FIG. 5 is a graph showing the ratio of the intensity of the reflected light to any direction to the intensity of the light reflected in the plane containing the path of the incident light as well as a line perpendicular to the vertical line on the screen surface;

FIG. 6 is a plan view showing the structure of the fabric constituting the screen of this invention; I

FIG. 7 and FIG. 8 are sectional views each showing the structure of a sheet material constituting the screen of this invention;

FIG. 9 is a side view showing the positional relations of the screen disposed at an ideally inclined angle, the screen disposed at an inclined angle slightly different from the ideal angle, the position of a projector, and the position of an audience area;

DETAILED DESCRIPTION OF THE INVENTION Referring to FIG. 1, the light projected by means of a projector P reaches an optional point Q on the surface of a screen and is reflected to all directions. For

facilitating understanding, the incident light is assumed to be perpendicular to the surface of the screen on a vertical plane. As shown in FIG. 2, if the ratio of the intensity of the reflected light to the intensity of the light at the maximum reflection direction QP, i.e., the plane of the incident light, is at least 80 percent in the direction QA or QA i.e., the direction inclined from the direction QP at an angle of 25 and also 40-75 percent in the direction QB or B the direction inclined from the direction 0? at an angle of 35, the reflected light can be efficiently propagated to the audience area, the projected image can be seen clearly from any portions of the audience area, and also the intensity of harmful reflected light to other areas than the audience area is small. In other words, it is necessary to obtain good results that the ratio of the intensity of the reflected light along a vertical line on the screen to the intensity of the reflected light in the plane containing the path of the incident light to be that which is shown in the hatched areas in FIG. 4.

The intensity of the reflected light varies continuously as the direction of the reflected light is deviated from the direction of the reflection light in the plane of incident light. In other cases than the aforesaid range, for example, in the case where the intensity of the reflected light i.e., the direction QA or QA i.e., the direction inclined from the direction of the maximum reflected light at an angle of 25 is lower than -80 percent of the intensity of the maximum reflected light in the direction of GP, the projected image on the screen viewed at aforesaid direction is darkened and cannot maintain uniform brightness or clearness. Furthermore, if the intensity of the reflected light to the direction QB or 08 i. e., the direction inclined from the direction of the maximum reflected light at 35 is higher than 75 percent of the intensity of the maximum reflected light, reflection to other areas of the screen is increased, which reduces the projection effect.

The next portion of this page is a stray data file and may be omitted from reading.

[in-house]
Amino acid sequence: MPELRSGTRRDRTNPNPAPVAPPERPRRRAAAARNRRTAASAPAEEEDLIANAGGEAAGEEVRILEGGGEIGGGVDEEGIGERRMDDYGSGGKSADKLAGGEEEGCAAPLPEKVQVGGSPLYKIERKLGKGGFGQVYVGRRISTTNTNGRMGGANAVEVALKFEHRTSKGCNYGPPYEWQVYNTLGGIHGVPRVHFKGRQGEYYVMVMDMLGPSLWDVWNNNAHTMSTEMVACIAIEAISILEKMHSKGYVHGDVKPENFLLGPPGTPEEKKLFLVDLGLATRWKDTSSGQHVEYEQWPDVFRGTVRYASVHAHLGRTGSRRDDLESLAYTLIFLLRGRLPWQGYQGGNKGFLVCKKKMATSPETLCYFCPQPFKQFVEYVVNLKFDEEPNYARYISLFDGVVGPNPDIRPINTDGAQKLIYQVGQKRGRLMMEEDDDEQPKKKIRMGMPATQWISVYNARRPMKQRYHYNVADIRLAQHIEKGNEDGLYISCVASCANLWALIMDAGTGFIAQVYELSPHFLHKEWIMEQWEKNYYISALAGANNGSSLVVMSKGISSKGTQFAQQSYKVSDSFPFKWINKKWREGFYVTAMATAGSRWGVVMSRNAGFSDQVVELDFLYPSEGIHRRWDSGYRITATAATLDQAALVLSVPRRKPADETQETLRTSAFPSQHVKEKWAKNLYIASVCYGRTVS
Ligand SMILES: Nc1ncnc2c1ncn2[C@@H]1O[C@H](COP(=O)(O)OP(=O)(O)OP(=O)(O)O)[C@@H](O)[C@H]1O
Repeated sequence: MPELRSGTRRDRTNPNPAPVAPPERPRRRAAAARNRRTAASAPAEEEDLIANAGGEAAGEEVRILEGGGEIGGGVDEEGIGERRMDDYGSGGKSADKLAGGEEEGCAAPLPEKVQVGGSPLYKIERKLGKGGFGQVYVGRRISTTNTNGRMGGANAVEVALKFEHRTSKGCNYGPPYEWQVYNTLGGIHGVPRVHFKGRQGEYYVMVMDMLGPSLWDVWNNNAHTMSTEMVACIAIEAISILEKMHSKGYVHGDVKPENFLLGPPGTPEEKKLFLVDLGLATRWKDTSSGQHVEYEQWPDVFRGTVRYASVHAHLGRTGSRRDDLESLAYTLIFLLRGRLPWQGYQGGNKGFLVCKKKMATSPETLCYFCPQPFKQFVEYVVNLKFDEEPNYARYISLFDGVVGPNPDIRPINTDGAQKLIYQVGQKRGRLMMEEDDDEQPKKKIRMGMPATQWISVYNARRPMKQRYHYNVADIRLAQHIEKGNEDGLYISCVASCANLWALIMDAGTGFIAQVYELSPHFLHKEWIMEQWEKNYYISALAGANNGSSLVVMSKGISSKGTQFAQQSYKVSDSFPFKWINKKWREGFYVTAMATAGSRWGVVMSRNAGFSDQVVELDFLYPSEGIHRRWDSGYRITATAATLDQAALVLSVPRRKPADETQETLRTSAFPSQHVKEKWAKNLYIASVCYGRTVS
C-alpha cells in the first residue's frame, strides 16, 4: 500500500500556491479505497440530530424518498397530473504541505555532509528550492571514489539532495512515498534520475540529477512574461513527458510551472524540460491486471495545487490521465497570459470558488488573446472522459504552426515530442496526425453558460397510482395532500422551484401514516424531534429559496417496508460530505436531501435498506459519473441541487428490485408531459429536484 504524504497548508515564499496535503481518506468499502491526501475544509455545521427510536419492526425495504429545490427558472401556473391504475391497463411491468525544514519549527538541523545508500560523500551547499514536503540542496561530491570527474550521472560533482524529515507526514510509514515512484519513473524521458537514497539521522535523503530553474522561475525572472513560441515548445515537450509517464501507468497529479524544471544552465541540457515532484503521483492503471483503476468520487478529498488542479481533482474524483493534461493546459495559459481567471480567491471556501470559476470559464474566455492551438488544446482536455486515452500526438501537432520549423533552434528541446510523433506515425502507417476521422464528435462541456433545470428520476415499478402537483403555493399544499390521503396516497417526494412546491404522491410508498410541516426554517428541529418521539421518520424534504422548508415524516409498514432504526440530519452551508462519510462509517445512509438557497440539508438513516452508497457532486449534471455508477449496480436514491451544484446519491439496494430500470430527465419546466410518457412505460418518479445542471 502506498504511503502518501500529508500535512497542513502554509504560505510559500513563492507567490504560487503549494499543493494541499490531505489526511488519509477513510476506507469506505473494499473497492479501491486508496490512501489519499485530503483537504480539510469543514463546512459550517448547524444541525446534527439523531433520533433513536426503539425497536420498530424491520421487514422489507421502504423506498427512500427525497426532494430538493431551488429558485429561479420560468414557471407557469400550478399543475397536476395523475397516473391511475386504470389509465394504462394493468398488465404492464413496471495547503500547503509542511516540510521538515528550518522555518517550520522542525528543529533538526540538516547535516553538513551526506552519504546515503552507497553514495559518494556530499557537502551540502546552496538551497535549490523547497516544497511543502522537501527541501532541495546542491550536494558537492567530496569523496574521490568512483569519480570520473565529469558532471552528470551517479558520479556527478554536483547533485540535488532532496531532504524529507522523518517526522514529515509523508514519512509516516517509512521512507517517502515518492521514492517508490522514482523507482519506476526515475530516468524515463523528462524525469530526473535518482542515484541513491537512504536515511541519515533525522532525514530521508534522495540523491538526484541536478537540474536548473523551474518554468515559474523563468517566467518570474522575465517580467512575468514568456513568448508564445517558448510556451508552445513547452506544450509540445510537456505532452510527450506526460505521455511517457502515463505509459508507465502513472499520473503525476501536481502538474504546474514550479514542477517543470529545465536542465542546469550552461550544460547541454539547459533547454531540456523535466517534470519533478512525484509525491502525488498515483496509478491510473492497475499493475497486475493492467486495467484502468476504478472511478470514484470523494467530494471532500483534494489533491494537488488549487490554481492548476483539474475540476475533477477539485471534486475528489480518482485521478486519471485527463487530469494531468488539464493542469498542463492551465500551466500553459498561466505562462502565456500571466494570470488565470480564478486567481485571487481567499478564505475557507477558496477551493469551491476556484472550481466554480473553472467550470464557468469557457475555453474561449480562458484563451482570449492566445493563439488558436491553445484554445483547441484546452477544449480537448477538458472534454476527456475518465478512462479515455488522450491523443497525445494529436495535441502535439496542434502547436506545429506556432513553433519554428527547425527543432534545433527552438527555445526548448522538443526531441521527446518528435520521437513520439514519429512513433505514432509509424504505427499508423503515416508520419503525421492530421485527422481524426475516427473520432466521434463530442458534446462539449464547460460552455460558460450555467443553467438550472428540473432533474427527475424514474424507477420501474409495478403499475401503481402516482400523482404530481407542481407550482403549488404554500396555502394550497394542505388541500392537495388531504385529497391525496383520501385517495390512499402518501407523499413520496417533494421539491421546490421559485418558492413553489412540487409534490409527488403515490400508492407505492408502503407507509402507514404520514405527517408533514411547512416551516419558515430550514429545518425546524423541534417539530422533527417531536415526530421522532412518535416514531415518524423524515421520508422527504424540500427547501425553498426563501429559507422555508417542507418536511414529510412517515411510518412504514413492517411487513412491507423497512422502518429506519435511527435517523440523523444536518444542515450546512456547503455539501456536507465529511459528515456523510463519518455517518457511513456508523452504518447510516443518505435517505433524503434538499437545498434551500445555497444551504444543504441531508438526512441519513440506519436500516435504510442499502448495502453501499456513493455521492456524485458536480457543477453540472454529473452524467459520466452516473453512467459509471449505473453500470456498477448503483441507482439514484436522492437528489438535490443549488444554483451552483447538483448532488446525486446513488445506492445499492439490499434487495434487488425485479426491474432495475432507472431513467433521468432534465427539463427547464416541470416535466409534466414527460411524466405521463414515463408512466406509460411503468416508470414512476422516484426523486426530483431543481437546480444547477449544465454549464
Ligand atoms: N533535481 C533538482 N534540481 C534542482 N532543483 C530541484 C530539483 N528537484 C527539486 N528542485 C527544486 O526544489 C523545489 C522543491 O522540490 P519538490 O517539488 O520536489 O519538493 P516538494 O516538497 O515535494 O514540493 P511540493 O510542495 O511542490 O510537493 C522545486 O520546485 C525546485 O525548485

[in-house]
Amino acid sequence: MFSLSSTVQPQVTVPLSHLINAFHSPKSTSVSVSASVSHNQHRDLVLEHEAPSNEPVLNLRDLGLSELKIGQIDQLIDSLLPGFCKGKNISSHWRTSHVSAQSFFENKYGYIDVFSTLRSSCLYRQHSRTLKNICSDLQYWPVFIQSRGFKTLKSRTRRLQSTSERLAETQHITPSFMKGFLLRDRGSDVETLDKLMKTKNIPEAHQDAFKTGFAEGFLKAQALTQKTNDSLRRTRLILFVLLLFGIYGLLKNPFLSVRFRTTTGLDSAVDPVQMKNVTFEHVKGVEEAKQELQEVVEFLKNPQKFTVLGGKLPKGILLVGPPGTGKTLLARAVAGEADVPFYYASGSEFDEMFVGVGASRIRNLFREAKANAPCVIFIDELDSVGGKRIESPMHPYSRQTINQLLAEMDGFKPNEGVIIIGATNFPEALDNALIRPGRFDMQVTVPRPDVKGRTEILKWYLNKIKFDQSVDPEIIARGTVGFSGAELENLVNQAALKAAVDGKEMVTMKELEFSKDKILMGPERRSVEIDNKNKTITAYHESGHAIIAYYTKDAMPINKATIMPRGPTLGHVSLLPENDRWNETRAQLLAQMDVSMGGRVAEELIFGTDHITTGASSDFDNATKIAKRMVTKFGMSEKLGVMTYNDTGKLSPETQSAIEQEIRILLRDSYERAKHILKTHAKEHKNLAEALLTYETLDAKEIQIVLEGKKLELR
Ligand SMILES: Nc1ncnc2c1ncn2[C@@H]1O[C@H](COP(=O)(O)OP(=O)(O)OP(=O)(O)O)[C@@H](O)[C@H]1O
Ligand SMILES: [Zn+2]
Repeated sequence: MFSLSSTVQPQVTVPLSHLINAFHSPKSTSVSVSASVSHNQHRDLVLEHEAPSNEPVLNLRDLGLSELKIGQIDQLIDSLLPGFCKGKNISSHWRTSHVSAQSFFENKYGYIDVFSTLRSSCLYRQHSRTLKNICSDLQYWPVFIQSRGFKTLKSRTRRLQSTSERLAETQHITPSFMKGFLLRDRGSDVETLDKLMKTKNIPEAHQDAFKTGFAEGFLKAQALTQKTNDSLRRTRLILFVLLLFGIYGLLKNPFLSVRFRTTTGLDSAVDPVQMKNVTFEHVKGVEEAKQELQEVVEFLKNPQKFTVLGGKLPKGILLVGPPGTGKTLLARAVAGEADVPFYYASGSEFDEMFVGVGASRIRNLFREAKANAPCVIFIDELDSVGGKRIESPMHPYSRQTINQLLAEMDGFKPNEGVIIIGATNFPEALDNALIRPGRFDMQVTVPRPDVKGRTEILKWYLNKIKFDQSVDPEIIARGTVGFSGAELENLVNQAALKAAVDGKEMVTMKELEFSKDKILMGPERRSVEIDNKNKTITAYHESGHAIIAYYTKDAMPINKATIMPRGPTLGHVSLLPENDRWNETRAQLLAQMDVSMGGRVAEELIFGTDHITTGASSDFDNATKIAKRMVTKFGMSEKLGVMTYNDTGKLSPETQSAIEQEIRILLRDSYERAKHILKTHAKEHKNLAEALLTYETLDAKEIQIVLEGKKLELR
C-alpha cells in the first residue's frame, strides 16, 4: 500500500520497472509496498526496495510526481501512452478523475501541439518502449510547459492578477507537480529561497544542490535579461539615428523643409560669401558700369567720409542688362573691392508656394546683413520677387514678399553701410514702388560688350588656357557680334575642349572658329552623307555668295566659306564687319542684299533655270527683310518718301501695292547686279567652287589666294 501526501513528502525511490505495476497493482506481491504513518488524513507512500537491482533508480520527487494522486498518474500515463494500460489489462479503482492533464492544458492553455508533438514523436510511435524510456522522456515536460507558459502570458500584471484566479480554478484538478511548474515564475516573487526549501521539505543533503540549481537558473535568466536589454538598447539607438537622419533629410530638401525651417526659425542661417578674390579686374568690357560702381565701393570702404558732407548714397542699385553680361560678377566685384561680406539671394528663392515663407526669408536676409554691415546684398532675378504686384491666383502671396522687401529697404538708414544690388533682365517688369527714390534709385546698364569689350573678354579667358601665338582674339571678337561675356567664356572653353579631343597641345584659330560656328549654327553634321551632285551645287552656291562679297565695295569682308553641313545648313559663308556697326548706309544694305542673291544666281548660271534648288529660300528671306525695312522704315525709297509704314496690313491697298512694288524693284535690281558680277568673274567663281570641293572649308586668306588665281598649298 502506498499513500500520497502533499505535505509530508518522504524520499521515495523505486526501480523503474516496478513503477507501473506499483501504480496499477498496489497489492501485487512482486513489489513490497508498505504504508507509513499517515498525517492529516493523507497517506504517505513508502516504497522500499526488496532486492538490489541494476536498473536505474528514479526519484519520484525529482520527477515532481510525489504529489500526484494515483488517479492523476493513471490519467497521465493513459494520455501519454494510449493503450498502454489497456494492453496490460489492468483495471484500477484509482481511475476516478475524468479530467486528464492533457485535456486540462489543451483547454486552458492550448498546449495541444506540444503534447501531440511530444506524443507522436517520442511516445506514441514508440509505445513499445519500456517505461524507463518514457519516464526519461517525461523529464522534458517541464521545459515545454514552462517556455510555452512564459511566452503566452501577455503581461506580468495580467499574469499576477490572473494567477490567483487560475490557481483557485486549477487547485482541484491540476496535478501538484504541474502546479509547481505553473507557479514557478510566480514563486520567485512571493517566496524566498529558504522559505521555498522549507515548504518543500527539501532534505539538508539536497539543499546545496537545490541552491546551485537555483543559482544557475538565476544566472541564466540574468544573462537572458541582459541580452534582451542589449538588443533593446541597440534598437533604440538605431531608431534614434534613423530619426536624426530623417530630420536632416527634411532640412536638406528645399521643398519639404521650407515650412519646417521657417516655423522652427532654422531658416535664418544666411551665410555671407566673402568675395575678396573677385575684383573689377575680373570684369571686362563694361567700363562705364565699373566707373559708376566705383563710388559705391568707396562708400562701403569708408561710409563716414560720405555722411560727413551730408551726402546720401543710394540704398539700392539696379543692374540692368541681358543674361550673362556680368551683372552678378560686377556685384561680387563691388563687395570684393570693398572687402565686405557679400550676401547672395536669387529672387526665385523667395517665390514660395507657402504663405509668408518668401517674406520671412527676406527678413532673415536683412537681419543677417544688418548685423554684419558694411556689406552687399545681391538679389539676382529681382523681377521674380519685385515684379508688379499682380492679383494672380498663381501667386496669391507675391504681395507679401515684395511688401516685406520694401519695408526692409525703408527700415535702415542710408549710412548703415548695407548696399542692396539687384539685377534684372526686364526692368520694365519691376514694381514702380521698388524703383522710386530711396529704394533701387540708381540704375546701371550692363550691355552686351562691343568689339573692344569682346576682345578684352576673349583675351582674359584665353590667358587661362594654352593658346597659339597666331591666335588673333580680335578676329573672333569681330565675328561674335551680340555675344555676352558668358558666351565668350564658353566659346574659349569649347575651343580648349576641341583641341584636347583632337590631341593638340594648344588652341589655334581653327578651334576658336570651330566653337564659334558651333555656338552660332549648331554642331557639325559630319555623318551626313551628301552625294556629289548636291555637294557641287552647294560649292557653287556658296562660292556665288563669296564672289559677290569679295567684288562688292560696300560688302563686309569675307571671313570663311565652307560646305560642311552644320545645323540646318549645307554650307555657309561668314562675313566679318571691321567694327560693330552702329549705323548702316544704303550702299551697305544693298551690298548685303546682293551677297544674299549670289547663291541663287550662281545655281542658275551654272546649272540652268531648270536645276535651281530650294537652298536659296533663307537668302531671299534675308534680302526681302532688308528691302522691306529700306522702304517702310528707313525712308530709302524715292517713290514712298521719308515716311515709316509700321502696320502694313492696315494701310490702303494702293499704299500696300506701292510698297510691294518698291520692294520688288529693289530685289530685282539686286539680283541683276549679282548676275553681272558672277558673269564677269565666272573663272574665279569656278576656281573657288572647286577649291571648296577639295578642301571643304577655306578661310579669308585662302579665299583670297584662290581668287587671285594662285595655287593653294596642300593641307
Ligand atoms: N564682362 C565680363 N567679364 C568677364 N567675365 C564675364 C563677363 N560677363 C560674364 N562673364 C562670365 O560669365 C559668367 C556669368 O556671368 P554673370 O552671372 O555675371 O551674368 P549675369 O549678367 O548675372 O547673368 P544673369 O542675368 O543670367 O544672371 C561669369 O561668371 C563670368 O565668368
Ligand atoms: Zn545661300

Further, as shown in FIG. 3 and FIG. 5, in regard to a plane containing a line perpendicular to the aforesaid vertical line and to the path of the incident light, i. e., a horizontal line, if the ratio of the intensity of the reflected light to the intensity of the maximum reflected light which is in the plane of incident light is at least 90 percent in the direction QC or QC i. e., the direction inclined from the direction QP at an angle of 25, and at least 80 percent in the direction QD or 0D,, i. e., the direction inclined from the direction QP at an angle of 60, and 45-85 percent in the direction QE, or 0B,, i. e., the direction inclined from the direction QP at an angle of 75, the projected image on the screen can be seen clearly or brightly from any seat of a wide audience area and irregular reflection to the directions other than the directions of the audience area is small. That is, it is necessary that the ratio of the intensity of the reflected light to the intensity of the maximum reflected light which is in the plane containing the path of the said incident light along a horizontal line on the screen surface to be that shown in the hatched areas in FIG. 5. If the ratio is not in the range, for example, if the ratio of the intensity of the reflected light to the intensity of the maximum reflected light is lower than 90 percent in the direction QC; 0! CC i.e., the direction inclined from the direction 0? to an angle of 25 or if the ratio is lower than percent in the direction QD or 0D,, i. e., the direction inclined from the direction 0? at an angle of 60, the brightness or clearness of the projected image is reduced when viewed in certain seats in the audience area. On the other hand, if the ratio is higher than percent in the direction QE, or QB i. e., the direction inclined from the direction 0?, at an angle of 75, the irregular reflection is harmfully increased.